The new year does not change the fact that we’re still two minutes away from global catastrophe, according to the Doomsday Clock, a symbolic indicator of how close humankind is to that dark fate.
When the clock was set at two minutes to midnight a year ago – midnight represents doomsday – it marked the first time since the height of the Cold War the hands of the clock had been moved so close to midnight.
The Bulletin of the Atomic Scientists, the Chicago-based academic journal that created the clock in 1947, said the decision to keep the clock at two minutes to midnight was based on the “grim reality” of what it called the “new abnormal,” in which fact is becoming indistinguishable from fiction, according to Rachel Bronson, president and CEO of the Bulletin.
“This new abnormal that the world now inhabits is unsustainable and unsettling,” Bronson said. “The 2019 time should not be taken as a sign of stability but as a stark warning. It’s a state as worrisome as the most dangerous times of the Cold War. It’s a state that features an unpredictable and shifting landscape, simmering disputes that multiply the chances for major conflict to erupt.”
The report cites nuclear weapons and climate change as “two simultaneous existential threats” that are cause for concern and require immediate attention. These threats, the report states, “were exacerbated this past year by the increased use of information warfare to undermine democracy around the world, amplifying the risk from these threats and others and putting the future of civilization in extraordinary danger.”
“We appear to be normalizing a world in which the risks of nuclear warfare and climate change unchallenged are ever more present and are not being effectively dealt with,” said Robert Rosner, who chairs the Bulletin’s Science and Security Board. “To make matters even worse, the ability to comprehend and act on these huge risks are increasingly degraded by informational warfare that clouds the distinctions between fact and fiction.”
This informational warfare, “if left unchecked, undermines our ability – the world’s ability – to deal with all the threats facing us, especially nuclear weapons and climate change,” said Herb Lin of the Bulletin’s Science and Security Board.
Former Secretary of Defense William J. Perry, who also chairs the Bulletin’s Board of Sponsors, said the clock’s time invoked memories of 1953 for him, including the Soviet Union’s testing of the hydrogen bomb, a “brutal” ongoing Korean war that had already claimed millions of lives and the possibility of tactical nuclear weapons being used in a battle between American troops and the German’s Red Army Faction.
“What I’m telling you, you already know from history. But I know it because I was there and it invokes powerful memories in me,” Perry said.
Perry acknowledged that there are “important differences” between now and 1953, “but the nuclear dangers are not because we expect an attack from Russia. … The danger is that we will blunder. We will blunder into a nuclear war. That was the real danger during the Cold War, but certainly a danger now,” he said. “We see this year as at least as dangerous as 1953.”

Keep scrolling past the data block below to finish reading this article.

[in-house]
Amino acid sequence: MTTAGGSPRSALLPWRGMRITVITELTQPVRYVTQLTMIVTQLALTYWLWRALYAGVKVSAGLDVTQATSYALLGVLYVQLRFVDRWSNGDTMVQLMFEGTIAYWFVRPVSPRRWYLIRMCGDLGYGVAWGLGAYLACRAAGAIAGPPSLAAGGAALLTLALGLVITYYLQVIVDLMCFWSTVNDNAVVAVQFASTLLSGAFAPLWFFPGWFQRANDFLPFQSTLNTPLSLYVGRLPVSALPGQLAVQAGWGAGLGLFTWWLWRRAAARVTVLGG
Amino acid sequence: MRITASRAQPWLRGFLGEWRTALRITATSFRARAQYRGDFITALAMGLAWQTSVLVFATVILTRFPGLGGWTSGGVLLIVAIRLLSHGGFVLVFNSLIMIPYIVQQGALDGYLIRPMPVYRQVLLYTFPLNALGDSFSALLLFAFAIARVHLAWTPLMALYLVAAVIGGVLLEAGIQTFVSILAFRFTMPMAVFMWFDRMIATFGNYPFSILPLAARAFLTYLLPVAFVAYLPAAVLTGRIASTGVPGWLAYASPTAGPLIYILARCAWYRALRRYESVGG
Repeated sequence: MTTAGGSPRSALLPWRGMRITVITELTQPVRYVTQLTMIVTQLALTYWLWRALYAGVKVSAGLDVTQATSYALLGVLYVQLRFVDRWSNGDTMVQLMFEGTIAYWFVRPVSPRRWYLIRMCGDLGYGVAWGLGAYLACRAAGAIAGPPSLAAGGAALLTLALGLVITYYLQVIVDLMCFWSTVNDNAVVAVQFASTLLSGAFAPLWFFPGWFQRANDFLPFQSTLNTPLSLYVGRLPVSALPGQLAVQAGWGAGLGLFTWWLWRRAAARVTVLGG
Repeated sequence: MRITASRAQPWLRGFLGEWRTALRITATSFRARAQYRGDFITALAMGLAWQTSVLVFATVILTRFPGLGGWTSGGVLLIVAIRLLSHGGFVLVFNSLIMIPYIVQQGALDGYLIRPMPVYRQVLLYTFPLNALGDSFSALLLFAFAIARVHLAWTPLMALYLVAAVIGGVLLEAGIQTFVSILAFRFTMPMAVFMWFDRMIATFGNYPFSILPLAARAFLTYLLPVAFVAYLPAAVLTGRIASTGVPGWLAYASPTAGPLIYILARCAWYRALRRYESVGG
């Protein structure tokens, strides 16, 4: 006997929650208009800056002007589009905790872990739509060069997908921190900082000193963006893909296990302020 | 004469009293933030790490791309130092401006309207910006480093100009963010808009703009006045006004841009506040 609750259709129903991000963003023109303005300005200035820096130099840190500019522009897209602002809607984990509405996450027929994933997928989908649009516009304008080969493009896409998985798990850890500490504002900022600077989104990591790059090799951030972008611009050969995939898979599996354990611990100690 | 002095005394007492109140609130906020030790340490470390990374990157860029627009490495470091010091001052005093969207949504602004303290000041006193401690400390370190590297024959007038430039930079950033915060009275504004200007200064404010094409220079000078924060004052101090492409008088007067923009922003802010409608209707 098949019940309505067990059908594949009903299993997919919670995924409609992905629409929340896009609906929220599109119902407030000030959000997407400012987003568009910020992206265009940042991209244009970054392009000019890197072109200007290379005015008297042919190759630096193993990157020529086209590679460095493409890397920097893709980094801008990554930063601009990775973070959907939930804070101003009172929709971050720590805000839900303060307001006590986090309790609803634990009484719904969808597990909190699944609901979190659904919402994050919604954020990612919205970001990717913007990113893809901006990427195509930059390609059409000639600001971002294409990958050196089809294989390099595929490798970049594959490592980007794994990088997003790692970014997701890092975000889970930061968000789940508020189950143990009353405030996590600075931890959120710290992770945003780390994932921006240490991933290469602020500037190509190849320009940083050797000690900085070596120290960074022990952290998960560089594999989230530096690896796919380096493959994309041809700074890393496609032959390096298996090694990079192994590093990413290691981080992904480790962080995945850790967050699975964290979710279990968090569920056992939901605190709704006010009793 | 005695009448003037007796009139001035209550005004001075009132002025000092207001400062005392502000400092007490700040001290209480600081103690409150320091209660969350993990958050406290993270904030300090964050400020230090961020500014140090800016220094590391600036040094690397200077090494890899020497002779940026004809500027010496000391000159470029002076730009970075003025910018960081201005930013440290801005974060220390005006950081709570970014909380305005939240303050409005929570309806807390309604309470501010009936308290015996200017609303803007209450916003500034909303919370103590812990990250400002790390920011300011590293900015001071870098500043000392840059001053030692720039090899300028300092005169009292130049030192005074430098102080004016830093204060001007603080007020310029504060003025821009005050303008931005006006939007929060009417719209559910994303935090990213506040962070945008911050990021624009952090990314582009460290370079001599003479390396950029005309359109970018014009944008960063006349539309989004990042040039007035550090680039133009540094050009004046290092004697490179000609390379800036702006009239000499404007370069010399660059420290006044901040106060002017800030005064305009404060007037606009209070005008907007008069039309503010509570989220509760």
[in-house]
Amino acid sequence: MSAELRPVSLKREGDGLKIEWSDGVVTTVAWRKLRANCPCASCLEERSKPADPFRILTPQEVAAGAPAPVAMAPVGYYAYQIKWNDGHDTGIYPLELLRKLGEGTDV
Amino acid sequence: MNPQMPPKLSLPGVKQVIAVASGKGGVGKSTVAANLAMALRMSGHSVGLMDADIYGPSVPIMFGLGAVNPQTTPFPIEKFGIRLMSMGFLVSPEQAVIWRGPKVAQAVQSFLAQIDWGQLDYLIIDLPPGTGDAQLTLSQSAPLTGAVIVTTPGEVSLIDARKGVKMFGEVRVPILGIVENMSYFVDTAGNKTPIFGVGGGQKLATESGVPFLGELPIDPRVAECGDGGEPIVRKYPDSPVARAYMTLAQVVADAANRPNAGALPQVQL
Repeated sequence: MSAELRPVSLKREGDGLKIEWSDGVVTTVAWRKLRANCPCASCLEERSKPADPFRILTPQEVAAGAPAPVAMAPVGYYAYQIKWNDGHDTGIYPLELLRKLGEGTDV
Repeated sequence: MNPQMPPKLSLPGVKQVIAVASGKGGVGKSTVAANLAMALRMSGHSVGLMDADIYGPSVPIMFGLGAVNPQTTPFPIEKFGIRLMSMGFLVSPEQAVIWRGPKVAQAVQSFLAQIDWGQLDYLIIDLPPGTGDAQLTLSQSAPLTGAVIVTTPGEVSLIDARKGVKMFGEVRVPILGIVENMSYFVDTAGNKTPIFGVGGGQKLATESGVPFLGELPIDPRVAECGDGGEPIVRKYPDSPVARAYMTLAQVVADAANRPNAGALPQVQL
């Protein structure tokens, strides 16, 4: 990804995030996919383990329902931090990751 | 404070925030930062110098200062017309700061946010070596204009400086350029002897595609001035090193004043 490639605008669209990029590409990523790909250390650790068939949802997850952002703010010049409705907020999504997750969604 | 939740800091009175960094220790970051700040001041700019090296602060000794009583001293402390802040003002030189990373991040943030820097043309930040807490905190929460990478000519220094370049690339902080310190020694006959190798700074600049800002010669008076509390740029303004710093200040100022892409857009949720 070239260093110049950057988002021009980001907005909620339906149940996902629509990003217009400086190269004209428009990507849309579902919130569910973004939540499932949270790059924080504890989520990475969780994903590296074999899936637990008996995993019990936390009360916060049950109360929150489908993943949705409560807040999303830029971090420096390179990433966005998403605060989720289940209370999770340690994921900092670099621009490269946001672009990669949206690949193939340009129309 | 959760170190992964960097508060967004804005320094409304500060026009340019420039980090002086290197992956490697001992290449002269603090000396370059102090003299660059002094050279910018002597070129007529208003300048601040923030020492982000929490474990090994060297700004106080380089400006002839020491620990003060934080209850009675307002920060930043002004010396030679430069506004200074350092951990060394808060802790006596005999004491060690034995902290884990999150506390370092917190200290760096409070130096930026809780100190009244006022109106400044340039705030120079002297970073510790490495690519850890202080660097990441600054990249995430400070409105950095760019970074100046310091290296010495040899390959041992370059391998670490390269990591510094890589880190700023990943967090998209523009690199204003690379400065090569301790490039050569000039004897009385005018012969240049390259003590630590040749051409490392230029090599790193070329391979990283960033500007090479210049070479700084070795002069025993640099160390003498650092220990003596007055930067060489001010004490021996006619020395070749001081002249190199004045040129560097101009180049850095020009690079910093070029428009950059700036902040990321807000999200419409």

While U.S. relations with North Korea have improved since last year, the North Korean nuclear dilemma remains unsolved, according to the report. Meanwhile, President Donald Trump abandoned the Iran Nuclear Deal last May and announced the U.S. would withdraw from the Intermediate-Range Nuclear Forces Treaty. The report calls these actions “grave steps towards a complete dismantlement of the global arms control process.”
“In the new abnormal, arms races seem preferred to arms control and nonproliferation agreements, and unilateral actions threaten the stability, predictability and transparency that such agreements previously created,” said Sharon Squassoni of the Bulletin Science and Security Board. “If this is indeed an era of great power competition, then it deserves great solutions that walk us back from the brink of nuclear conflict, not towards it.”
In terms of climate change, global carbon dioxide emissions continued to increase in 2017 and 2018, with some countries – including the U.S. and some European Union members – increasing their emissions after years of reducing them, according to the report.
“If we’re going to halt the worst impacts of climate change, the nations of the world have got to cut worldwide emissions to zero well before the end of the century,” said Susan Solomon of the Bulletin’s Science and Security Board.
“The U.S. has more resources to develop and implement cleaner energy alternatives than poorer nations have,” she said. “The failure to reduce our own emissions is simply an act of gross negligence. … Every year that we continue to add carbon dioxide to the atmosphere, it irreversibly ratchets up the level of human suffering and ecosystem destruction that will occur due to global climate change.”
Former California Gov. Jerry Brown, who is the executive chair of the Bulletin, called on politicians and their consultants “to fully grasp the moment that is upon us.”
“The blindness and stupidity of the politicians and their consultants is truly shocking in the face of nuclear catastrophe and danger,” said Brown. “It’s almost like we’re travelers on the Titanic not seeing the iceberg ahead but are enjoying the elegant dining and music. … The business of everyday politics blinds people to the risk. … We need Republicans and Democrats and the president and his staff to fully grasp the moment that is upon us. It is two minutes to midnight.”